Limit TV and other screen time. Children learn best through play with models

Have a daily routine that allows predictability for your child (breakfast, dressing, play, lunch, book, nap)

 

DroneBot Workshop Robotics Engineer
James


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Robo Pi
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The following are Minsky's questions in blue, followed by my answers as they apply to my linguistic AI model.

Agents

 

Function: How do agents work?

 

I will be creating them so I will determine how they work.

 

Embodiment: What are they made of?

 

In my model the agents will be dictionary managers. Python programs to manage dictionaries.

 

Interaction: How do they communicate?

 

In my model agents will communicate using definitions in the dictionaries. It will all be done by the definitions but words are signed.

 

Origins: Where do the first agents come from?

 

I will create the original agents but as the program evolves these agents should be able to programmatically modify themselves.

 

Heredity: Are we all born with the same agents?

 

This is a philosophical question I have no need to answer for my project.

 

Learning: How do we make new agents and change old ones?

 

Good question. I do not yet know the answer as this project is only just getting underway.

 

Character: What are the most important kinds of agents?

 

I would think the most important agents are the agents we are trying to create as the self of the mind.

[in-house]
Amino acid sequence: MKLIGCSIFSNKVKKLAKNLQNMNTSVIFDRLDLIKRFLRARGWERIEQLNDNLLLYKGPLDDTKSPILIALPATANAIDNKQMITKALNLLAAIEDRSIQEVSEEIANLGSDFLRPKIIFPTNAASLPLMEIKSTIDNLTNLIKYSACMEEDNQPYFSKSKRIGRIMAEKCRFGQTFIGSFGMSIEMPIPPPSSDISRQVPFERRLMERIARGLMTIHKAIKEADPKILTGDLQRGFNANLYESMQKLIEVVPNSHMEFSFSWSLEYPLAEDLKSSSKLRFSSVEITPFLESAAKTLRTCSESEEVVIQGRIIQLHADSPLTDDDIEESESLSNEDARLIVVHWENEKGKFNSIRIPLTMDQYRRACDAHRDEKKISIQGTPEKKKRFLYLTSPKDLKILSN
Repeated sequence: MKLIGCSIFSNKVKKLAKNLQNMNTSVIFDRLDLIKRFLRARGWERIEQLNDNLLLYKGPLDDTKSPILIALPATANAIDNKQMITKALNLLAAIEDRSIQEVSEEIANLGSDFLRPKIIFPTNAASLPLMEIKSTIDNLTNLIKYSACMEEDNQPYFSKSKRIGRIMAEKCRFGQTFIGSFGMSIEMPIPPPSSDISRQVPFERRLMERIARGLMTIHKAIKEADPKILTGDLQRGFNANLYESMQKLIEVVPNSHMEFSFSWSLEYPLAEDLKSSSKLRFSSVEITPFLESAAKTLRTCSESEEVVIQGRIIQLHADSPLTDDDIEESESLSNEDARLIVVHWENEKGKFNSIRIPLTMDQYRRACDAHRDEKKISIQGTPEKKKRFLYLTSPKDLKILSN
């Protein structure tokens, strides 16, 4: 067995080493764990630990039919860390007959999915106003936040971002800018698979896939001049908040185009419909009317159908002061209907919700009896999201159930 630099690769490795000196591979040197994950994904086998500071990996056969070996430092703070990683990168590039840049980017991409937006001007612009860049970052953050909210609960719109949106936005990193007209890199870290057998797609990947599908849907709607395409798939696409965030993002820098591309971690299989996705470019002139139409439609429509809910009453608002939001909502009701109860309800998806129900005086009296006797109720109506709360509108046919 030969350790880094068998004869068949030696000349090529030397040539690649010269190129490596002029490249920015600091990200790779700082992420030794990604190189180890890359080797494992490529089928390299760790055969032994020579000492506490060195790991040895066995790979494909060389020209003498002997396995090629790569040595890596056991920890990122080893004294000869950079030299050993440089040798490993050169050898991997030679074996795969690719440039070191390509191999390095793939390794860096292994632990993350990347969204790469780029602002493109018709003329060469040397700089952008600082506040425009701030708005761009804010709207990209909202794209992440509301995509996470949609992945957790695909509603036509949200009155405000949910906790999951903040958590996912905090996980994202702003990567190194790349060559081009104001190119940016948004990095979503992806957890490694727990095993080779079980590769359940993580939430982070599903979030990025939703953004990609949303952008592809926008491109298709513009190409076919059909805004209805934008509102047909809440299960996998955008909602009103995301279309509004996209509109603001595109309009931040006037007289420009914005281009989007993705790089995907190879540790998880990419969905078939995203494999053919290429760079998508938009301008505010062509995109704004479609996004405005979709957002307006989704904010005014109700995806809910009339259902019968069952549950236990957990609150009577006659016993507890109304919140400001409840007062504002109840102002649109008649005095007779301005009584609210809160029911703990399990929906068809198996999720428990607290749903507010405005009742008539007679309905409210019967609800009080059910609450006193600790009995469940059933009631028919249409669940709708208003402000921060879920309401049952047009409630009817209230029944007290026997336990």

Authority: What happens when agents disagree?

 

I don't know the answer haven't created an agent yet.

 

Intention: How could such networks want or wish?

 

Actually it should be easy to make the robot want or wish to do something the question is not how to do this but rather where these wants and wishes are actually coming from.  In my case they will probably be programmed in manually to a large degree at least in the beginning.

 

Competence: How can groups of agents do what separate agents cannot do?

 

Because it's easiest for me to program in separate agents it makes sense to use separate agents communicating with each other so I can see how separate agents can work together to do something that a single agent cannot do.

 

Selfness: What gives them unity or personality?

 

There will be only 2 agents in my model that have a unit of personality, those will be the Id and the I agents.

 

Meaning: How could they understand anything?

It's a linguistic AI model.   Understanding is a matter of meaning by linguistic definition.

 

This post was modified 3 months ago by Robo Pi

DroneBot Workshop Robotics Engineer
James


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Spyder
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@robo-pi

Be careful. I discovered the hard way that designing the chassis and then trying to fit all the components in afterward is a bad idea, unless, of course, the chassis is huge

Batteries take up a huge amount of space

Speaking of space, how much personal space do you have there ?


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Robo Pi
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Posted by: @spyder

Speaking of space, how much personal space do you have there ?

It's not too bad, I have a private room I believe I can step-up 3 computers I can use one at a time.  No room for any robotics work bench though. 😥 

DroneBot Workshop Robotics Engineer
James